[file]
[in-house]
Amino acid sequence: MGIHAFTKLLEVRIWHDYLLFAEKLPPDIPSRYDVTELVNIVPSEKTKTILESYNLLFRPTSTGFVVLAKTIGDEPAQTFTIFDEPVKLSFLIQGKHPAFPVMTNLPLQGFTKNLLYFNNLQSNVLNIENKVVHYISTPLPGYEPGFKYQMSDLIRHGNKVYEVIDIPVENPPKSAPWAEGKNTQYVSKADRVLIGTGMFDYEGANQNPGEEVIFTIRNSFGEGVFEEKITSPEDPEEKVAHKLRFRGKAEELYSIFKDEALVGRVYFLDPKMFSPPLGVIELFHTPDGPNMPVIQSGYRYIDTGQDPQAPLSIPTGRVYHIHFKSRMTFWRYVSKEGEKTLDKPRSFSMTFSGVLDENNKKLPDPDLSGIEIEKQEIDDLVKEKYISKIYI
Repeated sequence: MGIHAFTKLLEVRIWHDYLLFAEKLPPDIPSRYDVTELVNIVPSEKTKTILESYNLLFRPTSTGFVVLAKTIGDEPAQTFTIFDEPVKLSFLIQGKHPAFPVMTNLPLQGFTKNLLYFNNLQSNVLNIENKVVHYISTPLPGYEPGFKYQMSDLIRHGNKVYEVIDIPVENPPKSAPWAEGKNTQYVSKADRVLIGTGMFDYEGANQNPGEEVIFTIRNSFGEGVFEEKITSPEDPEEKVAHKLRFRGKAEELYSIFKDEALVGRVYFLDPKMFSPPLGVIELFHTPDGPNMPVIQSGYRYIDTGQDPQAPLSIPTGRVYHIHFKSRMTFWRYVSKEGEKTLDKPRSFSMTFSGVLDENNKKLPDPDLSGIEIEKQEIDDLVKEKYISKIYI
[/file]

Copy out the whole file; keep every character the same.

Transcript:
[in-house]
Amino acid sequence: MGIHAFTKLLEVRIWHDYLLFAEKLPPDIPSRYDVTELVNIVPSEKTKTILESYNLLFRPTSTGFVVLAKTIGDEPAQTFTIFDEPVKLSFLIQGKHPAFPVMTNLPLQGFTKNLLYFNNLQSNVLNIENKVVHYISTPLPGYEPGFKYQMSDLIRHGNKVYEVIDIPVENPPKSAPWAEGKNTQYVSKADRVLIGTGMFDYEGANQNPGEEVIFTIRNSFGEGVFEEKITSPEDPEEKVAHKLRFRGKAEELYSIFKDEALVGRVYFLDPKMFSPPLGVIELFHTPDGPNMPVIQSGYRYIDTGQDPQAPLSIPTGRVYHIHFKSRMTFWRYVSKEGEKTLDKPRSFSMTFSGVLDENNKKLPDPDLSGIEIEKQEIDDLVKEKYISKIYI
Repeated sequence: MGIHAFTKLLEVRIWHDYLLFAEKLPPDIPSRYDVTELVNIVPSEKTKTILESYNLLFRPTSTGFVVLAKTIGDEPAQTFTIFDEPVKLSFLIQGKHPAFPVMTNLPLQGFTKNLLYFNNLQSNVLNIENKVVHYISTPLPGYEPGFKYQMSDLIRHGNKVYEVIDIPVENPPKSAPWAEGKNTQYVSKADRVLIGTGMFDYEGANQNPGEEVIFTIRNSFGEGVFEEKITSPEDPEEKVAHKLRFRGKAEELYSIFKDEALVGRVYFLDPKMFSPPLGVIELFHTPDGPNMPVIQSGYRYIDTGQDPQAPLSIPTGRVYHIHFKSRMTFWRYVSKEGEKTLDKPRSFSMTFSGVLDENNKKLPDPDLSGIEIEKQEIDDLVKEKYISKIYI